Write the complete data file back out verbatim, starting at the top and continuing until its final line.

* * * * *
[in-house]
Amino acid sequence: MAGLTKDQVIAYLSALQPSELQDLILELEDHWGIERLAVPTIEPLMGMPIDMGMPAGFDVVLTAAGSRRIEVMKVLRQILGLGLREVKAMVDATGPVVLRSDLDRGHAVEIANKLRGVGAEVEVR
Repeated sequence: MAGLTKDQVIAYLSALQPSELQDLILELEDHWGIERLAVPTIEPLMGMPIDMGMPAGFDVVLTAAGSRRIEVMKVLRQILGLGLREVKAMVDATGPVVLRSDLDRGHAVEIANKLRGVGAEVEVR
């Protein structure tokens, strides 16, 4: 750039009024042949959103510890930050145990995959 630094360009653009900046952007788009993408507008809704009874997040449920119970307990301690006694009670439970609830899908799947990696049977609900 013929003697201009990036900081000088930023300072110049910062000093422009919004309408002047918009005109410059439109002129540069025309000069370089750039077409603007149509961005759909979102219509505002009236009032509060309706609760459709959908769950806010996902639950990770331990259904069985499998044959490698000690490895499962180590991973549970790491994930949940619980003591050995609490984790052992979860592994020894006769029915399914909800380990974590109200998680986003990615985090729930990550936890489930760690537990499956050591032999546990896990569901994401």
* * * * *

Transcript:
[in-house]
Amino acid sequence: MAGLTKDQVIAYLSALQPSELQDLILELEDHWGIERLAVPTIEPLMGMPIDMGMPAGFDVVLTAAGSRRIEVMKVLRQILGLGLREVKAMVDATGPVVLRSDLDRGHAVEIANKLRGVGAEVEVR
Repeated sequence: MAGLTKDQVIAYLSALQPSELQDLILELEDHWGIERLAVPTIEPLMGMPIDMGMPAGFDVVLTAAGSRRIEVMKVLRQILGLGLREVKAMVDATGPVVLRSDLDRGHAVEIANKLRGVGAEVEVR
């Protein structure tokens, strides 16, 4: 750039009024042949959103510890930050145990995959 630094360009653009900046952007788009993408507008809704009874997040449920119970307990301690006694009670439970609830899908799947990696049977609900 013929003697201009990036900081000088930023300072110049910062000093422009919004309408002047918009005109410059439109002129540069025309000069370089750039077409603007149509961005759909979102219509505002009236009032509060309706609760459709959908769950806010996902639950990770331990259904069985499998044959490698000690490895499962180590991973549970790491994930949940619980003591050995609490984790052992979860592994020894006769029915399914909800380990974590109200998680986003990615985090729930990550936890489930760690537990499956050591032999546990896990569901994401």